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Lifestyle, Ireland’s Greatest Past and Present


Every so often names pop up in Irish history we hold to our hearts. And if one person deserves to be up there, it’s Dubliner, Alfie Byrne.

Alfie Byrne, was the second eldest of seven children, he lived in number 36 Seville Place, of the North Strand area here in Dublin. He lived there with his parents and his siblings. At the age of (13 ) he dropped out of school and took up various jobs such as a grocer’s assistant and a bicycle mechanic. He managed to buy a public house on Dublin’s Talbot street, from the wages he actually saved from his jobs.

Alfie became an Alderman of Dublin Corporation, in 1914. He was a member of Dublin Port and docklands. He was elected ( MP ) Member Of Parliament for Dublin harbor constituency, by election on 1st October 1915, as an Irish parliamentary party and later to “Dail Eireann, as an Independent, in favor of the Anglo Irish Treaty. Without a party, Alfie played his part very well and he knew by attending to his constituency needs, he would gain much needed public support.

After the Easter 1916 rising this was followed by a rapid decline in anything British and Alfie lost his seat to ( SF ) Sinn Fein’s rise, and candidate Philip Shanahan, in the 1918 general election. Alfie was re-elected to the Dail as an independent TD for Dublin mid constituency, in the 1922 general election. From 1923 to 1928, Alfie served as a TD, for Dublin north. He was also elected a member of the Seanad Eireann for a six year term.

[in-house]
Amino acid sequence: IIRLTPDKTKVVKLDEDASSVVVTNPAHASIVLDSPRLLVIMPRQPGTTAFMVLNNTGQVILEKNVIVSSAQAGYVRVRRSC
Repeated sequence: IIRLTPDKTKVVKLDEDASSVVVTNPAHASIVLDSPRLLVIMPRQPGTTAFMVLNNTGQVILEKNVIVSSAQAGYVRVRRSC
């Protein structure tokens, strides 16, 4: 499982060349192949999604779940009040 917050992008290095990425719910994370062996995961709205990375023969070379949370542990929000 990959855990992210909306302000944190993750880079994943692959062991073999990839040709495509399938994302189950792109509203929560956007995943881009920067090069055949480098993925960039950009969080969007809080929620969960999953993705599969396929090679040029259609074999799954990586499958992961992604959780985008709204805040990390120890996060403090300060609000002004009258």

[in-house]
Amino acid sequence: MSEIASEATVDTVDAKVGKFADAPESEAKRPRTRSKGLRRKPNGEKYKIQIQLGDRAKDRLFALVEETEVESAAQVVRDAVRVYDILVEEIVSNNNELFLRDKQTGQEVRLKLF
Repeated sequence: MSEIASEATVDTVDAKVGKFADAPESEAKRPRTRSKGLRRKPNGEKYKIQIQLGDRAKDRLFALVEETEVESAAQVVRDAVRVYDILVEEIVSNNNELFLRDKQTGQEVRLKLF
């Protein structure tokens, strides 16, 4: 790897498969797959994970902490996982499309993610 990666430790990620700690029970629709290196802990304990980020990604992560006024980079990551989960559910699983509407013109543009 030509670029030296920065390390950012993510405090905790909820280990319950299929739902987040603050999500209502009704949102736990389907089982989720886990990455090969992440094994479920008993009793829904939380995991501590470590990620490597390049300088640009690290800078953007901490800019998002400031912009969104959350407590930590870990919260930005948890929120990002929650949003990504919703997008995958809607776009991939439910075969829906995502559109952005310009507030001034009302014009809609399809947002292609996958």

He vacated his seat in the Dail on the 4th December 1928. He also left the Seanad Eireann on 10th December 1931. Alfie then returned to the Dail in 1932 and stayed there right up to his death in 1956.
He represented Dublin north from 1932 to 1937 and also represented Dublin’s North East from 1932 to 1937.

Alfie Byrne was first elected Lord Mayor Of Dublin in 1930. He served as a post for 10 consecutive years.
When Alfie was out cycling or walking around the streets of Dublin, he used to hand out lollipops to the local children. The children could be seen chasing him up and down the streets of Dublin.

One morning in 1931, a journalist went out with Alfie on a walk around the city, attending to the people of Dublin City. It was during this walk that Alfie was invited to attend 17 public dinners, 1 invite to a public engagement and invited to 8 public functions. Later that morning the journalist saw Alfie, see to 43 letters sent off to men and women of Dublin, who were asking Alfie to sort them out with jobs. Alfie often had letters of the folk of Dublin requesting Alfie to become a reference for a job or to get them housed.

Alfie hit out at the system after it became known that young kids where being sentenced to five years in the now infamous Industrial Schools, for very minor crimes such as stealing apples from orchards.

One judge was later to have requested that Alfie stay quiet by quoting “urging the mansion house to end the ridiculous mummery”, but Alfie Stood firm.